One of the two city parks in Hector is named after John’s grandfather, the Cecil Riley Memorial Park. It features a walking trail and a pavilion for community events. One such event is the annual HectorFest and Dogg Daze celebration held in June. The event includes a Dogg Daze beauty pageant, music concerts, a parade, and fireworks. As of 2018, HectorFest is run by the Hector Scholarship Foundation and cosponsored by the city.
The Hector Scholarship Foundation (HSF) is a non-profit started by Dr. Greg Bell, a local pharmacist and cattle rancher, and his brother-in-law, Walt Davis, former superintendent of schools. “We wanted to give opportunities to young people here and at the same time entice them to remain here and to build their businesses here to help the city grow,” said Greg. In 2018 HSF awarded five $2000 scholarships.
The mountain music at HectorFest is provided by local musicians. At one time the music concerts were separate. John and city council member Jason Waterson, a musician himself, put together the first free concert. The concerts became part of HectorFest in 2016 with two stages featuring 12 bands.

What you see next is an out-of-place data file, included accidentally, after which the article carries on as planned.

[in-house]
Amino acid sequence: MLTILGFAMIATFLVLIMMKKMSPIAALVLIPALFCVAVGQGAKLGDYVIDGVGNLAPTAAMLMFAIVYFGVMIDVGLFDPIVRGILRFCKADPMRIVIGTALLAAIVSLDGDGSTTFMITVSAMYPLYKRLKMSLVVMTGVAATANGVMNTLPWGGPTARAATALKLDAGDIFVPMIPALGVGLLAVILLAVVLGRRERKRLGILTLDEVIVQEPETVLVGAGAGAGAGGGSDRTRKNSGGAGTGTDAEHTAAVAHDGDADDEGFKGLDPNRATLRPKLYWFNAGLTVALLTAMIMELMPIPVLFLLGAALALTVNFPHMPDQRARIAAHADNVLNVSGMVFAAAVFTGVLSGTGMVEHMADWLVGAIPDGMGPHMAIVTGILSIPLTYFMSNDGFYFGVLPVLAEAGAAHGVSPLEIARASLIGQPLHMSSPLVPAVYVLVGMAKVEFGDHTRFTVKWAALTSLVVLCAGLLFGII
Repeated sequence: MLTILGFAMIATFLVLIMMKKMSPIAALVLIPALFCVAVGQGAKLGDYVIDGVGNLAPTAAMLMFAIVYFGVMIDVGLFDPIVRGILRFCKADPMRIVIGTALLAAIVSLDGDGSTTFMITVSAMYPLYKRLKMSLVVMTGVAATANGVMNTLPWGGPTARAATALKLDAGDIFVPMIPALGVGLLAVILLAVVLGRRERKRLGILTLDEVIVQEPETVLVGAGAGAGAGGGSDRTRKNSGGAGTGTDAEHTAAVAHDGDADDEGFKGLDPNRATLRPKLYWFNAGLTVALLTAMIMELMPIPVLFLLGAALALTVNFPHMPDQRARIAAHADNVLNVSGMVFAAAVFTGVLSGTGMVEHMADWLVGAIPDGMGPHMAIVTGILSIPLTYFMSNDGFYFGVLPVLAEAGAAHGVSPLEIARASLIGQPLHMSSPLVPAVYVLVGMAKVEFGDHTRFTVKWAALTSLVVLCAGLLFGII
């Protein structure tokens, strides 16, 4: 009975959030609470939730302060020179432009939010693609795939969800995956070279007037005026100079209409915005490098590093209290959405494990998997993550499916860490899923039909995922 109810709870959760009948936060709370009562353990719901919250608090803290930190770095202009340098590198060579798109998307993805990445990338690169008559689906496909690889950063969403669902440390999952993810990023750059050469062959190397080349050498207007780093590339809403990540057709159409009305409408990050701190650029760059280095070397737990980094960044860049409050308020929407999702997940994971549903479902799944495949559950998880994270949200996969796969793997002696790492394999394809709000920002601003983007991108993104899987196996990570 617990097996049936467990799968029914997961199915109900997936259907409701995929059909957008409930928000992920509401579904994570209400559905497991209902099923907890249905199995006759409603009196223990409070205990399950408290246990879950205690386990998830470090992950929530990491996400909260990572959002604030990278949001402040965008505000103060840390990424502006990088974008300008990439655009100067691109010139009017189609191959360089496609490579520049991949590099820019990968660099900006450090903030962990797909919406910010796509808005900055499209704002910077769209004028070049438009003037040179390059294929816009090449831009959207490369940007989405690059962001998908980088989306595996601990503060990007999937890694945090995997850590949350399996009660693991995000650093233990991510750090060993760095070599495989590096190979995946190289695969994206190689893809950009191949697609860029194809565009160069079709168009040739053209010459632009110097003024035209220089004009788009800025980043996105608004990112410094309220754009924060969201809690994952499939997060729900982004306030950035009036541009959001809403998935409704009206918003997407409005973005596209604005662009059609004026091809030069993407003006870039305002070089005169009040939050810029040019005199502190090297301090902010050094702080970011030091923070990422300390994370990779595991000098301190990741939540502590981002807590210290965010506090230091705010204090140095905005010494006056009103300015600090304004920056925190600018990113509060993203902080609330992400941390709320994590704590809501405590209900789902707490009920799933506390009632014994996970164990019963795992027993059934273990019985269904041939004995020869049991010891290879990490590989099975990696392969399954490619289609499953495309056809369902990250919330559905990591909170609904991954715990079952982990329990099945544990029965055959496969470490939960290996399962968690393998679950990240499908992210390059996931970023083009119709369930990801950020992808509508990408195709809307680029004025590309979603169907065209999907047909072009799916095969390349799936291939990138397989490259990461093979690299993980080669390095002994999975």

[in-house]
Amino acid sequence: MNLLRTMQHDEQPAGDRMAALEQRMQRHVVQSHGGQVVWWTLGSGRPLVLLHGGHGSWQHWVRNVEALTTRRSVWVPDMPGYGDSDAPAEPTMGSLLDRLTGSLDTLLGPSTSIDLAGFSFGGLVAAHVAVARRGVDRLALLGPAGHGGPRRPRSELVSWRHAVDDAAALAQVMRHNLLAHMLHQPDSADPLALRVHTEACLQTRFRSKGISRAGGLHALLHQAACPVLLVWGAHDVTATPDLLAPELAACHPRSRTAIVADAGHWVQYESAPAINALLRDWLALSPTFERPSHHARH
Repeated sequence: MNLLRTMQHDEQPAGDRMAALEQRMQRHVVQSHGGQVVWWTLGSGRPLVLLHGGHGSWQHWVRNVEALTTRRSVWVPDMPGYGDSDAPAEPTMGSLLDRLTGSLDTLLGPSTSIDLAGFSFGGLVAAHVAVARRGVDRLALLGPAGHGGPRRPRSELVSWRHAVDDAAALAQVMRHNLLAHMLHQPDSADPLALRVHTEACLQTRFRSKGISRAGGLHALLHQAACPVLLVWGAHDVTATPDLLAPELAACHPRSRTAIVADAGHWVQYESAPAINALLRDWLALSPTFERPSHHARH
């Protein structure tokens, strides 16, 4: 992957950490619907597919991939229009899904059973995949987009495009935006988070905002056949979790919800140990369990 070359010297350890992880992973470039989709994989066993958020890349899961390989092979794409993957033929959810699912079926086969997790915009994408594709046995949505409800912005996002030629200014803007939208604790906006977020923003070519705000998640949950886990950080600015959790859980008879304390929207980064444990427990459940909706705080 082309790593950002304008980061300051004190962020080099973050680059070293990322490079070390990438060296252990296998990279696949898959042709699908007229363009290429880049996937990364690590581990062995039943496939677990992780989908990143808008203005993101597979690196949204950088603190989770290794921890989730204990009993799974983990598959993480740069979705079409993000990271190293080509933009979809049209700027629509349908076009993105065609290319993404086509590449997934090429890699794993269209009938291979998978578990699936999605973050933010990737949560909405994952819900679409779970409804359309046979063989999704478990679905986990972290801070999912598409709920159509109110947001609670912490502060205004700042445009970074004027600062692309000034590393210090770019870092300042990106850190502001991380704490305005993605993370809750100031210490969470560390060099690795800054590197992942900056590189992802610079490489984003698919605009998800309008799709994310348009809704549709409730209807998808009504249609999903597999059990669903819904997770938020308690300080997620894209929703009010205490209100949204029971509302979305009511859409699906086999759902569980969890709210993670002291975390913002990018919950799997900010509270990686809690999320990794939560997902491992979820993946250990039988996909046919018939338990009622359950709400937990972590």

Local writer and photographer Lacey Kennan said, “One of the great things about HectorFest is that we showcase local talent.”
The second park, Linton Park, is the oldest. It’s named for Dr. A. C. Linton, who was the first operating doctor in Hector. A native of Hector, he stayed to practice medicine from the age of 21 until well into his 80s. Dr. Linton’s service fees often went unpaid or were paid in rations, chickens, or dinner. Dr. Linton started his practice using a horse and buggy, making house calls to the sick through any type of weather and through creeks and forests. He claimed to have delivered over 6,000 babies during his career and was beloved by the community he served.
What do people love about Hector? Mayor Riley said, “The vast majority care about their neighbors. They work hard together. If there is a tragedy or illness they come together. It’s a close-knit community. They are a giving community. It has a lot to offer if you like outdoor activities. We have great churches. It’s a good place to raise your family.”
Ednita Condley, Hector Library Branch Manager agrees with John. “We know and like everyone.”